Alyssa Milano is suing her former business manager for allegedly mismanaging her finances and causing her to go into millions of dollars of debt, according to documents obtained by Us Weekly.
The 44-year-old actress and her husband, David Bugliari, filed a complaint in the L.A. County Superior Court on Monday June 12. The suit claims that their former accountant Kenneth Hellie and his firm, Hellie, Hoffer & Co., forged Milano's signature on financial documents, failed to pay her bills and taxes on time and convinced her to make risky business investments.
“Alyssa’s full trust was misplaced in her business mangers,” Milano’s lawyer Ellyn S. Garofalo tells Us Weekly. "They failed to discuss with her that they had been making loans with unfavorable terms, and their money was used to provide loans to other Lippe clients. Their managers were also investing money in major investments personally without letting Alyssa know. We are confident Alyssa will come out of this triumphant."
Milano and Bugliari claim in the lawsuit that they “have suffered financial and reputational devastation that will take years — and millions of dollars — to repair.” The couple also allege that the business firm then “engaged in a cover-up of the escalating financial chaos they created by withholding and actively concealing material financial information from their clients.”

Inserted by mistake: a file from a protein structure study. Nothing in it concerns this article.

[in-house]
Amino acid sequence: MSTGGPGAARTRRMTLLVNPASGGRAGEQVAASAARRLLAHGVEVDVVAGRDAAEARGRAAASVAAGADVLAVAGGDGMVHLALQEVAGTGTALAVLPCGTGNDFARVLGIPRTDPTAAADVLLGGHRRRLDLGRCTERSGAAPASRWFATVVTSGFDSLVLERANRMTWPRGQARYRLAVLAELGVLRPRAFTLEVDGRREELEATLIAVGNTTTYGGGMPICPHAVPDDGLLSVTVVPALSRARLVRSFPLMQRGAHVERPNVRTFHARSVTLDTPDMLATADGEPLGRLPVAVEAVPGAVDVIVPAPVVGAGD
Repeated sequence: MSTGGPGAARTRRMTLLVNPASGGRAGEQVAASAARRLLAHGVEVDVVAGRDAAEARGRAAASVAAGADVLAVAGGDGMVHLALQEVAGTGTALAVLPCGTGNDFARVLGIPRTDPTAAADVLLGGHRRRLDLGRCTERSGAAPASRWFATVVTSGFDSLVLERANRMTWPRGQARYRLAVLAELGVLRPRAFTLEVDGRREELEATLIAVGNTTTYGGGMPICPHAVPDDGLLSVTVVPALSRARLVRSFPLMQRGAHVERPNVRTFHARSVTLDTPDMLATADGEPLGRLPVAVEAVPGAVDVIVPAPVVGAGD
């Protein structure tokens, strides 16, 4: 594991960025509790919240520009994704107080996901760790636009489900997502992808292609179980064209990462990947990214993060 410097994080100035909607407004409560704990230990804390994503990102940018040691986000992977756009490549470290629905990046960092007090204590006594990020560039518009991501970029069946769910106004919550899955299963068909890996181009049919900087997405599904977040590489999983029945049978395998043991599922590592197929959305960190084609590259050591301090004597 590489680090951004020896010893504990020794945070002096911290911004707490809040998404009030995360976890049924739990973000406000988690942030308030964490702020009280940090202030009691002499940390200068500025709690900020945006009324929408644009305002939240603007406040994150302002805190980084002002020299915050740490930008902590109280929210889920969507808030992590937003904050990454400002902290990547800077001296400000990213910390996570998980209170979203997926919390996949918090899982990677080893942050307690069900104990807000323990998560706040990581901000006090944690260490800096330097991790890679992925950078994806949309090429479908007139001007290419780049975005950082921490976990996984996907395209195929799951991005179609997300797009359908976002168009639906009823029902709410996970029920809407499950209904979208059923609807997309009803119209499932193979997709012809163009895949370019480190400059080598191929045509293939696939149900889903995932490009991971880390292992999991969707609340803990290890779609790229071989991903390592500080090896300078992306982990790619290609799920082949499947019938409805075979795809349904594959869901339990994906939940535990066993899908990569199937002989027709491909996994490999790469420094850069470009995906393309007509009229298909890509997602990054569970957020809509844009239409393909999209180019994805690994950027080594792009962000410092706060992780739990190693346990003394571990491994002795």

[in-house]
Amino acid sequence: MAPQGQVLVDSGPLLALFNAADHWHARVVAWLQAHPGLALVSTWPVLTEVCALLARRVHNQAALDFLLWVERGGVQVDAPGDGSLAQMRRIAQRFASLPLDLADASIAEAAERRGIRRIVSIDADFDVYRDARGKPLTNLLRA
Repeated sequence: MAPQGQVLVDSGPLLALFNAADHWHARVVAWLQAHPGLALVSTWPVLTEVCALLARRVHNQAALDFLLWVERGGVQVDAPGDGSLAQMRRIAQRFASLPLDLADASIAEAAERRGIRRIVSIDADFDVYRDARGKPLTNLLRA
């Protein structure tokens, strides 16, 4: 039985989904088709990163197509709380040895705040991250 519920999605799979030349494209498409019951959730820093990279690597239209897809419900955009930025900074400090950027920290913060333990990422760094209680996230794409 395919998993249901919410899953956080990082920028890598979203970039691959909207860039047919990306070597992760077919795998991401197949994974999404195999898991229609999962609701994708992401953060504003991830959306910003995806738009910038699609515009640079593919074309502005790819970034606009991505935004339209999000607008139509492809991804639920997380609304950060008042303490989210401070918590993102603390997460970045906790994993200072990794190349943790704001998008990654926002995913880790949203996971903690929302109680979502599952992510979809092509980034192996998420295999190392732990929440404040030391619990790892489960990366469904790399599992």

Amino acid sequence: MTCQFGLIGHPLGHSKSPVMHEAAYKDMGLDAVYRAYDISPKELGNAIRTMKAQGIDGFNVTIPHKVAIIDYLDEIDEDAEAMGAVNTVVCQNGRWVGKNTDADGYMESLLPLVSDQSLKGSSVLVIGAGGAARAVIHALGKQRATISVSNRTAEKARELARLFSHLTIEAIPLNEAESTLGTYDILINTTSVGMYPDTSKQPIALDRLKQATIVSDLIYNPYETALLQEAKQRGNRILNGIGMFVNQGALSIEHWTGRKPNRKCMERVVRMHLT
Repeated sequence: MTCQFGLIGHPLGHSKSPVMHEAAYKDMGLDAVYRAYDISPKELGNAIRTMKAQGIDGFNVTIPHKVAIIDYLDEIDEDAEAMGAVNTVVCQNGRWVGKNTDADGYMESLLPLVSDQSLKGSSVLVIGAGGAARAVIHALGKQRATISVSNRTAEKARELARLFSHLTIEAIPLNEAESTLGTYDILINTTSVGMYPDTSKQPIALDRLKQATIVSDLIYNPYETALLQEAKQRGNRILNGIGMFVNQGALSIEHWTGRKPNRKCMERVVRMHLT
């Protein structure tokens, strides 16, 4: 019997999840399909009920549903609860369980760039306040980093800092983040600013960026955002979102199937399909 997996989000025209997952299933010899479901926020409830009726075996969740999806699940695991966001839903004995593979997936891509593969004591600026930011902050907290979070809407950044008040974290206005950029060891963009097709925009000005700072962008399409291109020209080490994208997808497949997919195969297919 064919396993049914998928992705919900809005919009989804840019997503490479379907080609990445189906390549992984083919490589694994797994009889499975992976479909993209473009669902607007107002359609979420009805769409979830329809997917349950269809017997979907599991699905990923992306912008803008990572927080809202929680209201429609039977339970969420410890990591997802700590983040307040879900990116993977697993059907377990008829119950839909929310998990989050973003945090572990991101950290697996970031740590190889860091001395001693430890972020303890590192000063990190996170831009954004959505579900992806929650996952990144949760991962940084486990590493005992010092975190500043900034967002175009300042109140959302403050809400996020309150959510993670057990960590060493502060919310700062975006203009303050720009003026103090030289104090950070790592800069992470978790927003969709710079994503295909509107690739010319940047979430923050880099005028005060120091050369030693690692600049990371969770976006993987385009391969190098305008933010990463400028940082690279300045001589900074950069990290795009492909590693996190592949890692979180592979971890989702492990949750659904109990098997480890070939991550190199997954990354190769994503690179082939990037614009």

Milano and Bugliari claim that their financial trouble began with a “home improvement debacle.” Milano alleges that Hellie, Hoffer & Co. was supposed to be overseeing the project, but they allowed construction costs to “run wild” and they “concealed building code violations” that resulted in fines.
The Melrose Place alum’s attorney claims that the actress fired the firm in July 2016 after receiving a notice of default on her mortgage and calls from collections agencies, the complaint says. The couple’s new business manager then found “extensive malfeasance” that had left Milano and Bugliari's “finances in shambles.”
The couple are suing for negligence, breach of fiduciary duty, fraud and theft, and are seeking at least $10 million in damages.
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